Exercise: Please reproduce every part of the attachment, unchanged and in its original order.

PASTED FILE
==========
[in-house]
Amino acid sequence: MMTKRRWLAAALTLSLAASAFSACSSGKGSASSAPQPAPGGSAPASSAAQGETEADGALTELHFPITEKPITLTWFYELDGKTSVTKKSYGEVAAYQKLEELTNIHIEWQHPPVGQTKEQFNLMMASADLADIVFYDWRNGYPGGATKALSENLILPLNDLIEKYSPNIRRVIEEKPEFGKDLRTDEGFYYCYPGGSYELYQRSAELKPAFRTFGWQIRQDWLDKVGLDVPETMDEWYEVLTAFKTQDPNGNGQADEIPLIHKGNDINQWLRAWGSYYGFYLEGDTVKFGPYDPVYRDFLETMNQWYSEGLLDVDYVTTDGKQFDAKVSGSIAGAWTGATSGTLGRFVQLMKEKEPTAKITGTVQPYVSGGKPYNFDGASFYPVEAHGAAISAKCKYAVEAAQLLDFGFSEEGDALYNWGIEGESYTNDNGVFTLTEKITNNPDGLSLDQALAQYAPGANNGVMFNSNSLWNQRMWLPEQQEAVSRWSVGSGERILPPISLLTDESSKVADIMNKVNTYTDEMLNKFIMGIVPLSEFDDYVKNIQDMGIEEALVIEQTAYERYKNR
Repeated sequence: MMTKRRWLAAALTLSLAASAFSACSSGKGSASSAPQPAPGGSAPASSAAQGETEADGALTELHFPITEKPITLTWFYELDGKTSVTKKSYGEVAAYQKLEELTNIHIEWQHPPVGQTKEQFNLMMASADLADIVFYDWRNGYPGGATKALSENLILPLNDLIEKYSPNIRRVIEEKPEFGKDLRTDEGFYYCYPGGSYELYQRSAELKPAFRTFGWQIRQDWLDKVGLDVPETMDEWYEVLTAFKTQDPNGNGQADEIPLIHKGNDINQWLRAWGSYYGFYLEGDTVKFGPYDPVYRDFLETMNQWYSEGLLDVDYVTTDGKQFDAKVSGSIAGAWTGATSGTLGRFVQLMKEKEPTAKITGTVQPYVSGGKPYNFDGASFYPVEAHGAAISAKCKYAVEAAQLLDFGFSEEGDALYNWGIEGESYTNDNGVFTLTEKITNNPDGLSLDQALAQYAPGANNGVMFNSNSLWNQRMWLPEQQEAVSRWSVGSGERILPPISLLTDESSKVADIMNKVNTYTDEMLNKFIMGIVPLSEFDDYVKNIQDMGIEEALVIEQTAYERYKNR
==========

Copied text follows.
[in-house]
Amino acid sequence: MMTKRRWLAAALTLSLAASAFSACSSGKGSASSAPQPAPGGSAPASSAAQGETEADGALTELHFPITEKPITLTWFYELDGKTSVTKKSYGEVAAYQKLEELTNIHIEWQHPPVGQTKEQFNLMMASADLADIVFYDWRNGYPGGATKALSENLILPLNDLIEKYSPNIRRVIEEKPEFGKDLRTDEGFYYCYPGGSYELYQRSAELKPAFRTFGWQIRQDWLDKVGLDVPETMDEWYEVLTAFKTQDPNGNGQADEIPLIHKGNDINQWLRAWGSYYGFYLEGDTVKFGPYDPVYRDFLETMNQWYSEGLLDVDYVTTDGKQFDAKVSGSIAGAWTGATSGTLGRFVQLMKEKEPTAKITGTVQPYVSGGKPYNFDGASFYPVEAHGAAISAKCKYAVEAAQLLDFGFSEEGDALYNWGIEGESYTNDNGVFTLTEKITNNPDGLSLDQALAQYAPGANNGVMFNSNSLWNQRMWLPEQQEAVSRWSVGSGERILPPISLLTDESSKVADIMNKVNTYTDEMLNKFIMGIVPLSEFDDYVKNIQDMGIEEALVIEQTAYERYKNR
Repeated sequence: MMTKRRWLAAALTLSLAASAFSACSSGKGSASSAPQPAPGGSAPASSAAQGETEADGALTELHFPITEKPITLTWFYELDGKTSVTKKSYGEVAAYQKLEELTNIHIEWQHPPVGQTKEQFNLMMASADLADIVFYDWRNGYPGGATKALSENLILPLNDLIEKYSPNIRRVIEEKPEFGKDLRTDEGFYYCYPGGSYELYQRSAELKPAFRTFGWQIRQDWLDKVGLDVPETMDEWYEVLTAFKTQDPNGNGQADEIPLIHKGNDINQWLRAWGSYYGFYLEGDTVKFGPYDPVYRDFLETMNQWYSEGLLDVDYVTTDGKQFDAKVSGSIAGAWTGATSGTLGRFVQLMKEKEPTAKITGTVQPYVSGGKPYNFDGASFYPVEAHGAAISAKCKYAVEAAQLLDFGFSEEGDALYNWGIEGESYTNDNGVFTLTEKITNNPDGLSLDQALAQYAPGANNGVMFNSNSLWNQRMWLPEQQEAVSRWSVGSGERILPPISLLTDESSKVADIMNKVNTYTDEMLNKFIMGIVPLSEFDDYVKNIQDMGIEEALVIEQTAYERYKNR